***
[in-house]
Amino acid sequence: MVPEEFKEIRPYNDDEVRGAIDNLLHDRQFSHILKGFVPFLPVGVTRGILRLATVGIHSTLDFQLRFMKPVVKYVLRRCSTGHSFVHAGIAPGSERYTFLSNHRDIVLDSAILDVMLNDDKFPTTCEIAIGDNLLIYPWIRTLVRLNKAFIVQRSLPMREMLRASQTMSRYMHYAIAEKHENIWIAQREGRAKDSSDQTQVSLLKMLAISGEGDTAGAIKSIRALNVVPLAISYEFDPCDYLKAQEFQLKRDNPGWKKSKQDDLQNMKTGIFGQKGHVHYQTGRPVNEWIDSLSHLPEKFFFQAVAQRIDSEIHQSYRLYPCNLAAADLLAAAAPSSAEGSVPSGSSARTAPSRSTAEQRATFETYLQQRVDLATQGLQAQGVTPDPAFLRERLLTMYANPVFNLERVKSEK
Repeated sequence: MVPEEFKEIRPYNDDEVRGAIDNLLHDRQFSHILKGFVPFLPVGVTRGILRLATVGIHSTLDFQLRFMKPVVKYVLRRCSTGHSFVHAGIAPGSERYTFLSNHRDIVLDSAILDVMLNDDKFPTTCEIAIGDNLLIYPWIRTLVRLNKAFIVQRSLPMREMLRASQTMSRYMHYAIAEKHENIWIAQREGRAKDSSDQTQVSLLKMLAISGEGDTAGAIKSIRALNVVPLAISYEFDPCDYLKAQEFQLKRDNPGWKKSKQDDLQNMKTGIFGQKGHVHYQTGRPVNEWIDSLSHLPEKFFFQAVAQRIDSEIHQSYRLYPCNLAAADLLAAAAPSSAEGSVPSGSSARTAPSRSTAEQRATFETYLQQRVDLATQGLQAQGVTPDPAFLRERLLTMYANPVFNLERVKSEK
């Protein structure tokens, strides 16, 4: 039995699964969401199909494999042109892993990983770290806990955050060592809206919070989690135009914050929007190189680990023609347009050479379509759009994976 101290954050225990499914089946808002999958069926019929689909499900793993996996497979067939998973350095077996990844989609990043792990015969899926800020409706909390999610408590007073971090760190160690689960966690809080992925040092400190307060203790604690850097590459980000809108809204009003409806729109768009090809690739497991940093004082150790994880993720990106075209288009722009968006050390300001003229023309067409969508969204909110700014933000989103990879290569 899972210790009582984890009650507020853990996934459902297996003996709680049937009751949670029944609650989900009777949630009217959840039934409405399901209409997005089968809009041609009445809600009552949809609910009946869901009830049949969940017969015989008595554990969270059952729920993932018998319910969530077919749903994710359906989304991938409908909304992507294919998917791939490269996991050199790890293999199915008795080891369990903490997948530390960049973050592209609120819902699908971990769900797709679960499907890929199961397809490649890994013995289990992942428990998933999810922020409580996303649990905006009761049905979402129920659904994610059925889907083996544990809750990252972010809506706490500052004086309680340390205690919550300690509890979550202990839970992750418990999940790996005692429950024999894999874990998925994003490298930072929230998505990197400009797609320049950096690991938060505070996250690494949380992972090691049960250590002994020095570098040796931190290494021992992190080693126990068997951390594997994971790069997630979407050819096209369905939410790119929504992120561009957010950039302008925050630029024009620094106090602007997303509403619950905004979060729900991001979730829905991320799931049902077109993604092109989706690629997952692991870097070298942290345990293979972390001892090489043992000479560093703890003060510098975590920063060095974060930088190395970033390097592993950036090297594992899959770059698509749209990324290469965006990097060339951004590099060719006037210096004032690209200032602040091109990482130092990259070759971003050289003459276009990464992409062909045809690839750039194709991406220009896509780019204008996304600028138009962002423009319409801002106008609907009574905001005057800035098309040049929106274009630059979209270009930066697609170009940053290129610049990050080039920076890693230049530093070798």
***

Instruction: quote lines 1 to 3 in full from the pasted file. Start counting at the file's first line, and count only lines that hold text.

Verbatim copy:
[in-house]
Amino acid sequence: MVPEEFKEIRPYNDDEVRGAIDNLLHDRQFSHILKGFVPFLPVGVTRGILRLATVGIHSTLDFQLRFMKPVVKYVLRRCSTGHSFVHAGIAPGSERYTFLSNHRDIVLDSAILDVMLNDDKFPTTCEIAIGDNLLIYPWIRTLVRLNKAFIVQRSLPMREMLRASQTMSRYMHYAIAEKHENIWIAQREGRAKDSSDQTQVSLLKMLAISGEGDTAGAIKSIRALNVVPLAISYEFDPCDYLKAQEFQLKRDNPGWKKSKQDDLQNMKTGIFGQKGHVHYQTGRPVNEWIDSLSHLPEKFFFQAVAQRIDSEIHQSYRLYPCNLAAADLLAAAAPSSAEGSVPSGSSARTAPSRSTAEQRATFETYLQQRVDLATQGLQAQGVTPDPAFLRERLLTMYANPVFNLERVKSEK
Repeated sequence: MVPEEFKEIRPYNDDEVRGAIDNLLHDRQFSHILKGFVPFLPVGVTRGILRLATVGIHSTLDFQLRFMKPVVKYVLRRCSTGHSFVHAGIAPGSERYTFLSNHRDIVLDSAILDVMLNDDKFPTTCEIAIGDNLLIYPWIRTLVRLNKAFIVQRSLPMREMLRASQTMSRYMHYAIAEKHENIWIAQREGRAKDSSDQTQVSLLKMLAISGEGDTAGAIKSIRALNVVPLAISYEFDPCDYLKAQEFQLKRDNPGWKKSKQDDLQNMKTGIFGQKGHVHYQTGRPVNEWIDSLSHLPEKFFFQAVAQRIDSEIHQSYRLYPCNLAAADLLAAAAPSSAEGSVPSGSSARTAPSRSTAEQRATFETYLQQRVDLATQGLQAQGVTPDPAFLRERLLTMYANPVFNLERVKSEK